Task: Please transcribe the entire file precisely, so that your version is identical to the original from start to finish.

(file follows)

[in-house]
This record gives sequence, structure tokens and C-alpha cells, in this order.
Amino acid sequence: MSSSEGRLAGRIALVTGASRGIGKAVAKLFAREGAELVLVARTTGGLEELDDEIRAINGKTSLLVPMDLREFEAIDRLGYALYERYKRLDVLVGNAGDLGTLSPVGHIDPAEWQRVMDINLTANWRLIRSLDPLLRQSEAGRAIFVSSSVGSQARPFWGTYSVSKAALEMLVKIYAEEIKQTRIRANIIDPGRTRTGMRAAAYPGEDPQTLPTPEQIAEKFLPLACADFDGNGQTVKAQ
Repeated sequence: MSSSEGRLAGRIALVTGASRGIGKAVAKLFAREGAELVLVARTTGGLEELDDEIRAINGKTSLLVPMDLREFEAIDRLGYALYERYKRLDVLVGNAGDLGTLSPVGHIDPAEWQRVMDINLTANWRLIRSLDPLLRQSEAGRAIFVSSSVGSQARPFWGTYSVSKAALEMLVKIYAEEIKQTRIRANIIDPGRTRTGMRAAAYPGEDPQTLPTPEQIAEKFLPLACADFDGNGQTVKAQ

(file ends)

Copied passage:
[in-house]
This record gives sequence, structure tokens and C-alpha cells, in this order.
Amino acid sequence: MSSSEGRLAGRIALVTGASRGIGKAVAKLFAREGAELVLVARTTGGLEELDDEIRAINGKTSLLVPMDLREFEAIDRLGYALYERYKRLDVLVGNAGDLGTLSPVGHIDPAEWQRVMDINLTANWRLIRSLDPLLRQSEAGRAIFVSSSVGSQARPFWGTYSVSKAALEMLVKIYAEEIKQTRIRANIIDPGRTRTGMRAAAYPGEDPQTLPTPEQIAEKFLPLACADFDGNGQTVKAQ
Repeated sequence: MSSSEGRLAGRIALVTGASRGIGKAVAKLFAREGAELVLVARTTGGLEELDDEIRAINGKTSLLVPMDLREFEAIDRLGYALYERYKRLDVLVGNAGDLGTLSPVGHIDPAEWQRVMDINLTANWRLIRSLDPLLRQSEAGRAIFVSSSVGSQARPFWGTYSVSKAALEMLVKIYAEEIKQTRIRANIIDPGRTRTGMRAAAYPGEDPQTLPTPEQIAEKFLPLACADFDGNGQTVKAQ